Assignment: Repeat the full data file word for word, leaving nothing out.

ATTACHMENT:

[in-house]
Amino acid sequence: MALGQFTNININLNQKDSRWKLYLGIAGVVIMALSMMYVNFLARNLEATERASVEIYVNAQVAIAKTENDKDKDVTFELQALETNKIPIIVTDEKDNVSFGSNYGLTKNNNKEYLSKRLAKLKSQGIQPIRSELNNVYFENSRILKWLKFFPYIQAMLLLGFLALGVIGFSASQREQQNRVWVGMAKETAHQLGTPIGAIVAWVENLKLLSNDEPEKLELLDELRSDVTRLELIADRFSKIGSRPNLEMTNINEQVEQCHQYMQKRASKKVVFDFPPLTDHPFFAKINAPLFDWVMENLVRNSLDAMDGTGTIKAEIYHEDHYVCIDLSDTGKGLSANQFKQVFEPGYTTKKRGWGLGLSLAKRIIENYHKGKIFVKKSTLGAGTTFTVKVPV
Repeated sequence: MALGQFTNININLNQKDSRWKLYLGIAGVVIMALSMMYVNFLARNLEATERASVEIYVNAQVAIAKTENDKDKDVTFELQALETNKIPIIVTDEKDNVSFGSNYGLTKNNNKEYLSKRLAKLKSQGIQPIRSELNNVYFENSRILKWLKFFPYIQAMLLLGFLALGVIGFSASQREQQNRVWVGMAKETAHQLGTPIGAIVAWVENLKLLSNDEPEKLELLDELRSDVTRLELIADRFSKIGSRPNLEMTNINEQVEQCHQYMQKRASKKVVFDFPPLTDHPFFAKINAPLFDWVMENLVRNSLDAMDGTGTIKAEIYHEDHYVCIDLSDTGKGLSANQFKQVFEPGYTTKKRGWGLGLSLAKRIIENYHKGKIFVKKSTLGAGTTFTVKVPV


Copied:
[in-house]
Amino acid sequence: MALGQFTNININLNQKDSRWKLYLGIAGVVIMALSMMYVNFLARNLEATERASVEIYVNAQVAIAKTENDKDKDVTFELQALETNKIPIIVTDEKDNVSFGSNYGLTKNNNKEYLSKRLAKLKSQGIQPIRSELNNVYFENSRILKWLKFFPYIQAMLLLGFLALGVIGFSASQREQQNRVWVGMAKETAHQLGTPIGAIVAWVENLKLLSNDEPEKLELLDELRSDVTRLELIADRFSKIGSRPNLEMTNINEQVEQCHQYMQKRASKKVVFDFPPLTDHPFFAKINAPLFDWVMENLVRNSLDAMDGTGTIKAEIYHEDHYVCIDLSDTGKGLSANQFKQVFEPGYTTKKRGWGLGLSLAKRIIENYHKGKIFVKKSTLGAGTTFTVKVPV
Repeated sequence: MALGQFTNININLNQKDSRWKLYLGIAGVVIMALSMMYVNFLARNLEATERASVEIYVNAQVAIAKTENDKDKDVTFELQALETNKIPIIVTDEKDNVSFGSNYGLTKNNNKEYLSKRLAKLKSQGIQPIRSELNNVYFENSRILKWLKFFPYIQAMLLLGFLALGVIGFSASQREQQNRVWVGMAKETAHQLGTPIGAIVAWVENLKLLSNDEPEKLELLDELRSDVTRLELIADRFSKIGSRPNLEMTNINEQVEQCHQYMQKRASKKVVFDFPPLTDHPFFAKINAPLFDWVMENLVRNSLDAMDGTGTIKAEIYHEDHYVCIDLSDTGKGLSANQFKQVFEPGYTTKKRGWGLGLSLAKRIIENYHKGKIFVKKSTLGAGTTFTVKVPV